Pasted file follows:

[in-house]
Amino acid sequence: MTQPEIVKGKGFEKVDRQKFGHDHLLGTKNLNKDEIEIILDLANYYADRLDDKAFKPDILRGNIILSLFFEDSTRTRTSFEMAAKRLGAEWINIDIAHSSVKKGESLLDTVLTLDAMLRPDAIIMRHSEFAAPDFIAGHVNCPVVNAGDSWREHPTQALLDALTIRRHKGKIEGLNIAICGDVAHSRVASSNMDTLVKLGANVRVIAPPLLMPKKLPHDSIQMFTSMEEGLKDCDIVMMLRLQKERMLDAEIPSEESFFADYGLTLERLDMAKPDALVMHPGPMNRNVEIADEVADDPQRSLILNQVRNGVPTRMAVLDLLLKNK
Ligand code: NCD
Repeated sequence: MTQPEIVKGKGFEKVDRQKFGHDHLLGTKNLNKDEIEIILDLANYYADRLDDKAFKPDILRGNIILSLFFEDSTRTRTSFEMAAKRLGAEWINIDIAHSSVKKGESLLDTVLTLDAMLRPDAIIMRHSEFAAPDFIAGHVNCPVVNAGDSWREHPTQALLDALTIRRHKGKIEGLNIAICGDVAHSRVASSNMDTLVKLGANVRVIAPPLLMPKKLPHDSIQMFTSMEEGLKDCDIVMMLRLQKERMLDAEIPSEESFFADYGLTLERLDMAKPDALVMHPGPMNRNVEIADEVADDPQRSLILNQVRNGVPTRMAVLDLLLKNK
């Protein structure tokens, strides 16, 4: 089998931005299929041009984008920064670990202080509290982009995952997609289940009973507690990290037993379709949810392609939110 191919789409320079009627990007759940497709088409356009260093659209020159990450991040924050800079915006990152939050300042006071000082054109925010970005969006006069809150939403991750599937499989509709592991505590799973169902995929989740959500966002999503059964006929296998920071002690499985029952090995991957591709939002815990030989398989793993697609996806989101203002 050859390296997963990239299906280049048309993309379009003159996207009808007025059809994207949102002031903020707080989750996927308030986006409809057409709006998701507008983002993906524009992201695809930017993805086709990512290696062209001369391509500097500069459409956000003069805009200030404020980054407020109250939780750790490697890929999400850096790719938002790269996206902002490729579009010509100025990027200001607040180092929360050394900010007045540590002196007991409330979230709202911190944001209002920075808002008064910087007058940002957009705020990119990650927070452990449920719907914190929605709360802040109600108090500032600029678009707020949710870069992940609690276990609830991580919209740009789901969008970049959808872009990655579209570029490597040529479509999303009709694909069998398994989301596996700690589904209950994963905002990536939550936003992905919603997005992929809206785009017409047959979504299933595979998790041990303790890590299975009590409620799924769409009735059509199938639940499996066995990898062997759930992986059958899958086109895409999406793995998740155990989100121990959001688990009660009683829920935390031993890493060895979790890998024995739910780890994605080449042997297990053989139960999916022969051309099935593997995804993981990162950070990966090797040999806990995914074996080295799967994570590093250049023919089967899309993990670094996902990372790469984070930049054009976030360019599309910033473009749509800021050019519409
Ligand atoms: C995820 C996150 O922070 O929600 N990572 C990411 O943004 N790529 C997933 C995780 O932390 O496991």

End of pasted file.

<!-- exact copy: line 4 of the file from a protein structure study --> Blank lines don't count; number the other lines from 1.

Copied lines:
Repeated sequence: MTQPEIVKGKGFEKVDRQKFGHDHLLGTKNLNKDEIEIILDLANYYADRLDDKAFKPDILRGNIILSLFFEDSTRTRTSFEMAAKRLGAEWINIDIAHSSVKKGESLLDTVLTLDAMLRPDAIIMRHSEFAAPDFIAGHVNCPVVNAGDSWREHPTQALLDALTIRRHKGKIEGLNIAICGDVAHSRVASSNMDTLVKLGANVRVIAPPLLMPKKLPHDSIQMFTSMEEGLKDCDIVMMLRLQKERMLDAEIPSEESFFADYGLTLERLDMAKPDALVMHPGPMNRNVEIADEVADDPQRSLILNQVRNGVPTRMAVLDLLLKNK